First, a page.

Developmental trauma and continuous trauma create a basis for many serious problems – for example, health, mental and relationship problems, or learning disabilities. Externally the individual may appear resilient. Event trauma – trauma from an earthquake for example – may result in post-traumatic stress disorder. The disaster has disoriented the person in such a way that they have flashbacks or they are susceptible to whatever might happen. They cannot put their life back together and this interferes with their daily life, including having health problems, mental problems, among others.

How important is a long-term perspective in treating trauma like you see in Syria and other conflict areas where SOS Children’s Villages works?

It is very important. If you start a process with a child who has been traumatised and you leave that process halfway, you are going to worsen the situation for the child who is traumatised, as well as those surrounding the person. It would be better if you did not start at all.
 
That is why an assessment is extremely important - to establish what kind of needs the child or adult has, and do we have the resources, the time, and the expertise to start the healing process and consistently continue it. Healing trauma is a demanding endeavour, but mental health specialists need to diligently work with the traumatised person, create a solid and reassuring relationship with them, and guide them towards taking their power back.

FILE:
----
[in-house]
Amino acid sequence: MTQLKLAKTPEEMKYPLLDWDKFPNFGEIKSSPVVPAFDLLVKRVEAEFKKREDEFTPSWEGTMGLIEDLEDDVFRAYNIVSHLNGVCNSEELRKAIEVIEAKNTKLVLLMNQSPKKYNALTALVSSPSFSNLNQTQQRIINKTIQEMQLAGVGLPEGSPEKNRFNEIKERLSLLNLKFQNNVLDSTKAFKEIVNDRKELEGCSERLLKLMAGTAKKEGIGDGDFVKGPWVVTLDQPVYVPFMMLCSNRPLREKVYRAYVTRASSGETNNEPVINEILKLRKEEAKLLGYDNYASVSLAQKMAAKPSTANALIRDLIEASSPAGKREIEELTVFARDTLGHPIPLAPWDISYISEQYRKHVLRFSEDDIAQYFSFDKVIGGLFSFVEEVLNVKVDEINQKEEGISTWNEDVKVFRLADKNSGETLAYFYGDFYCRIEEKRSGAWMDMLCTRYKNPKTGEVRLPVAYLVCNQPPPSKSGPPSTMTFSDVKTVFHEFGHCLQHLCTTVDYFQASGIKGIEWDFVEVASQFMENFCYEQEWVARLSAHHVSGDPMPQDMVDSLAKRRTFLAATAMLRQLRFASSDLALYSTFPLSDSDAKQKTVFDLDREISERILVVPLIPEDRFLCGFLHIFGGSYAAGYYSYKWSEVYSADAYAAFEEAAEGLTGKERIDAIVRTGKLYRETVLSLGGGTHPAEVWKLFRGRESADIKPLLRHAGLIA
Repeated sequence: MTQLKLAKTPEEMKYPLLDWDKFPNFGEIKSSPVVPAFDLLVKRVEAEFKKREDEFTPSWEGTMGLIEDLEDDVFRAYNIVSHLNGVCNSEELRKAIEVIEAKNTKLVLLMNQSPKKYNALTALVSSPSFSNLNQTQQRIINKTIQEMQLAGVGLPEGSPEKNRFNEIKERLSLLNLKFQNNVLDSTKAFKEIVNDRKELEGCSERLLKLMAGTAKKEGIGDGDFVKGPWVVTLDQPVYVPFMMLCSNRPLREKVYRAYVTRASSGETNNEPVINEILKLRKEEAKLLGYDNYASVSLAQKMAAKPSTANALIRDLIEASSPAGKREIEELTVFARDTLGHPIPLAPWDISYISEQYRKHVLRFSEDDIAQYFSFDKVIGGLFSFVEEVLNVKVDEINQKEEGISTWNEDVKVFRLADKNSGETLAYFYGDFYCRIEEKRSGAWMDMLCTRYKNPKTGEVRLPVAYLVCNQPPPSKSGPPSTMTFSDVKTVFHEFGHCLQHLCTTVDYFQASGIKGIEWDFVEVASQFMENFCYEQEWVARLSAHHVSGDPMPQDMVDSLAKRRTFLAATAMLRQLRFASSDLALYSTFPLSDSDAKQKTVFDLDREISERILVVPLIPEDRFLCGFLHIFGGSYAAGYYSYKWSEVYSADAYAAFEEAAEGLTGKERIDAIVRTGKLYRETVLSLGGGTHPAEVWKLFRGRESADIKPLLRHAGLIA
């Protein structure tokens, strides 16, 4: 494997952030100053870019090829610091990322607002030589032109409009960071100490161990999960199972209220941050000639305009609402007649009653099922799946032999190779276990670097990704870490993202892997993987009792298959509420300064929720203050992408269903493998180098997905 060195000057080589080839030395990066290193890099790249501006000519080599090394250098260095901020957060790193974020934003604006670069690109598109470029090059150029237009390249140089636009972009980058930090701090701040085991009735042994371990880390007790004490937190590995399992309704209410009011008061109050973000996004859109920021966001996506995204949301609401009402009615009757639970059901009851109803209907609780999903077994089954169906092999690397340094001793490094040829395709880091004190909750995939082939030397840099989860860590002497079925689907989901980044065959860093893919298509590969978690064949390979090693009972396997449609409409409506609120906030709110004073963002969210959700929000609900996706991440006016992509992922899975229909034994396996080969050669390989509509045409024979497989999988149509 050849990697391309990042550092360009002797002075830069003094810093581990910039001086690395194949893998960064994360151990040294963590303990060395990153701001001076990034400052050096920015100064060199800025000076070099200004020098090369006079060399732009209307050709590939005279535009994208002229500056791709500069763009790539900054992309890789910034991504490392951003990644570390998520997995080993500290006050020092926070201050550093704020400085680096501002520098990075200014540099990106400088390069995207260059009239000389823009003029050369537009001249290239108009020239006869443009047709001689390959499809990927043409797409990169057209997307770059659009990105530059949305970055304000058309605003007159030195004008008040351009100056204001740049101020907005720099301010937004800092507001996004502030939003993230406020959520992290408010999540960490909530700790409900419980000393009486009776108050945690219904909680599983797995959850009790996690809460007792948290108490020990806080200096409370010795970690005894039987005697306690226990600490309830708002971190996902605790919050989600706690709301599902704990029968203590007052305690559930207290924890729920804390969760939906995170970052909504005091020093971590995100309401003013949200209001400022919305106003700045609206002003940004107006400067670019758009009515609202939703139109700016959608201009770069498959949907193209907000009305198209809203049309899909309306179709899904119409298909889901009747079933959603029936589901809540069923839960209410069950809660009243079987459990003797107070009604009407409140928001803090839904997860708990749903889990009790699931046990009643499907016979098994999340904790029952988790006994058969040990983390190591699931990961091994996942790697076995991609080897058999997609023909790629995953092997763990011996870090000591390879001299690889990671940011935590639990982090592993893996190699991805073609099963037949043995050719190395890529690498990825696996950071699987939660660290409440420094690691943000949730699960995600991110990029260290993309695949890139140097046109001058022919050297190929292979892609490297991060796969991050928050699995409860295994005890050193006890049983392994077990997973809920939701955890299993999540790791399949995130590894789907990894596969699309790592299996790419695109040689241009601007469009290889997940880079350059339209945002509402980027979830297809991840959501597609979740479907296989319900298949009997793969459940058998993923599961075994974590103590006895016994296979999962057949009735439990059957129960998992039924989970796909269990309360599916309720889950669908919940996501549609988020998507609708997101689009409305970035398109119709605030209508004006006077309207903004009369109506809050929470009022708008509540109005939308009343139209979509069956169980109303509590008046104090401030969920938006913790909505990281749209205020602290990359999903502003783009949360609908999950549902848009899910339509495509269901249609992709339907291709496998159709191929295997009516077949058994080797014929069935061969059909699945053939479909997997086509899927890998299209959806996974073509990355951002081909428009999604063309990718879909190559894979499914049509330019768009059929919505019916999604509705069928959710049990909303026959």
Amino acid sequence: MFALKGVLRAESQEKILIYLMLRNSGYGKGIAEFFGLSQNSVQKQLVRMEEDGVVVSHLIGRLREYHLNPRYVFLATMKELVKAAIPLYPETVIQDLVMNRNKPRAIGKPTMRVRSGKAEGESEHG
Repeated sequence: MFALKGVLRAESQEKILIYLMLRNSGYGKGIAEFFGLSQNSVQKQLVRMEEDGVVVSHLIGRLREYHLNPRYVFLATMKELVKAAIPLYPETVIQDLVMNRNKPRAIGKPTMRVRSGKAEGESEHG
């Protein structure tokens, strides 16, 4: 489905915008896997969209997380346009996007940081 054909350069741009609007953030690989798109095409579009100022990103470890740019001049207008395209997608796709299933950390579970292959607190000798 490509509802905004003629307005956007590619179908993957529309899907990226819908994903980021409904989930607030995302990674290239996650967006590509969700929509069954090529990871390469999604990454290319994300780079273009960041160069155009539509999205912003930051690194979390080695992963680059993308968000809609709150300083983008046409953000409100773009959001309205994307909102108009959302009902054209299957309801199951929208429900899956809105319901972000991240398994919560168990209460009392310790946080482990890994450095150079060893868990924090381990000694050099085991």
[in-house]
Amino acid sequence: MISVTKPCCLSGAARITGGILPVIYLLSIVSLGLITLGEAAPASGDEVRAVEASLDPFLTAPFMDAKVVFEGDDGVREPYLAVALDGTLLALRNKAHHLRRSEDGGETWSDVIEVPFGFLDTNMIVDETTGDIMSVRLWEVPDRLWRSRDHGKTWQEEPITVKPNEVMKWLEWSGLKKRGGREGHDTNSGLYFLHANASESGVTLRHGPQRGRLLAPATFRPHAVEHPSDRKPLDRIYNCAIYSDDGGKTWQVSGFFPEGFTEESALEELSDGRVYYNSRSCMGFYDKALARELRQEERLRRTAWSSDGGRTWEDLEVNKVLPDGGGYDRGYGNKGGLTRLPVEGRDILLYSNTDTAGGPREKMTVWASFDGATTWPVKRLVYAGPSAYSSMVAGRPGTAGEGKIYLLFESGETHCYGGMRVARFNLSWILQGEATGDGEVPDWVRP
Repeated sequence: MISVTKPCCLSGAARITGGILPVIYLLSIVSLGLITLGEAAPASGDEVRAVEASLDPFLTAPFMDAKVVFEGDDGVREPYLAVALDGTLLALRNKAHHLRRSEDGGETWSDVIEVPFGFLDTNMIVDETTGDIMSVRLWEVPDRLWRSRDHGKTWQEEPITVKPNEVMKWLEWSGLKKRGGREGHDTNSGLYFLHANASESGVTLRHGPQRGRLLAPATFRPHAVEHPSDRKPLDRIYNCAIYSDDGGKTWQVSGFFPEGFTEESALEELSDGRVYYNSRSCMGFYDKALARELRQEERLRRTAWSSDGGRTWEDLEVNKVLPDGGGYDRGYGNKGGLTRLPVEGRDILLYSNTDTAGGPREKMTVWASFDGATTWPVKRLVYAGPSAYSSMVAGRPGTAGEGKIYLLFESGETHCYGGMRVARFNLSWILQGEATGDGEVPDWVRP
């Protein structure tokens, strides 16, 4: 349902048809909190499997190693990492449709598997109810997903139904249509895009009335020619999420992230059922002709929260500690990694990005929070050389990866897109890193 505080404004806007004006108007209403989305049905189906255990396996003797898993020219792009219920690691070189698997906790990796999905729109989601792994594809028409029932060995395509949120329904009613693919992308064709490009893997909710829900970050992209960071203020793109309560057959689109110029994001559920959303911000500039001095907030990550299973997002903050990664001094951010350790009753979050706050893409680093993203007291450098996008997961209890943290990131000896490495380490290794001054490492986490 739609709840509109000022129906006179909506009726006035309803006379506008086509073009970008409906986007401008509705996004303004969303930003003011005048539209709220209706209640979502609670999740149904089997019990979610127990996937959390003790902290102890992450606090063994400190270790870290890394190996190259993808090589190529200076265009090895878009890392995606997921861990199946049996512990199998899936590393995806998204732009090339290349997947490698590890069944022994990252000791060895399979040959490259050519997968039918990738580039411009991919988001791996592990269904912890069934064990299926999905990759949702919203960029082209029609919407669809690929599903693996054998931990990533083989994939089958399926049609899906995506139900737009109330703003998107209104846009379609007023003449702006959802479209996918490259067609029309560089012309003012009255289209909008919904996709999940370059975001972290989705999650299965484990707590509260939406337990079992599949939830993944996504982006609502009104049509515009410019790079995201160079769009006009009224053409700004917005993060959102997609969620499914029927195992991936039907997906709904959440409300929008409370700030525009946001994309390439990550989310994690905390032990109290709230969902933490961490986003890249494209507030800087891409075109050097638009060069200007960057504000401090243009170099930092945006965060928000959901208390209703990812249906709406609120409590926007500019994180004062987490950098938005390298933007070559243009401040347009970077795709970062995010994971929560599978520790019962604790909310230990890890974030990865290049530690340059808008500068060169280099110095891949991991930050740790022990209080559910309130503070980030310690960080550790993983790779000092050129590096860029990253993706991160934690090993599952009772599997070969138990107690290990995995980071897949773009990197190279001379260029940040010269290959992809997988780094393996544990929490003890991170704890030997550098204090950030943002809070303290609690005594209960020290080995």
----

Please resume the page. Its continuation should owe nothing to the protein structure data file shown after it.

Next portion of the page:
Do traumatic events have the same effect on very young children and adolescents?

The impact is not the same at all. During the first couple of years of life, the child is guided solely by emotion, she or he doesn’t reason. So whatever happens in the life of a child to that point is interpreted through emotions: Mom loves me, mom doesn’t love me; I am dirty and no one takes care of me, so they don’t like me. Feelings are very, very important at this stage because the child cannot make sense of what is happening.
 
As a child grows older, she or he starts to learn how to make sense of the events that happen in life. If a flood happens, you can explain the disaster to an older child – when it rains too much, a flood can happen. But the younger child may associate the event with something she or he has done or failed to do. So when trauma happens, when a child cannot make sense of anything, it becomes a very deep-rooted experience and the treatment may require expertise and time.

How important is it to also address the trauma of the parents in an emergency?

It is absolutely important. Whenever you have a child that has gone through hard experiences, it means that the parents also need a lot of intervention. Sometimes these parents may not even be aware of being traumatised themselves. Parents can re-traumatise children – even if they are trying to help – without being aware of it. Trauma healing is a collective effort.

The Child Friendly Space (CFS) has been a central feature of SOS Children’s Villages’ work in many emergency situations, including Syria. How important are these facilities?

Child friendly spaces are a very central part of our emergency response work at SOS Children’s Villages. The CFS offers a great environment to deal with trauma because you have caregivers who are trained, a secure and safe place, and you have an environment where children can express themselves in different ways.
 
After trauma it is very important to be able to express yourself. Even without verbalising experiences, children are involved in drawing, art therapy, singing, dancing and other activities that help them express themselves. I think it is also important that the parents take part in activities at the CFS so that they themselves can participate in the healing process. Participating with their children is therapeutic for parents. We can help address the needs of the parents through the children.
 

Top: Children participate in educational activities at an SOS Children's Villages Child Friendly Space. Above: Teresa Ngigi is a psychologist who will help train a mental health and psychological and social support team for SOS Children’s Villages Syria. Archive photos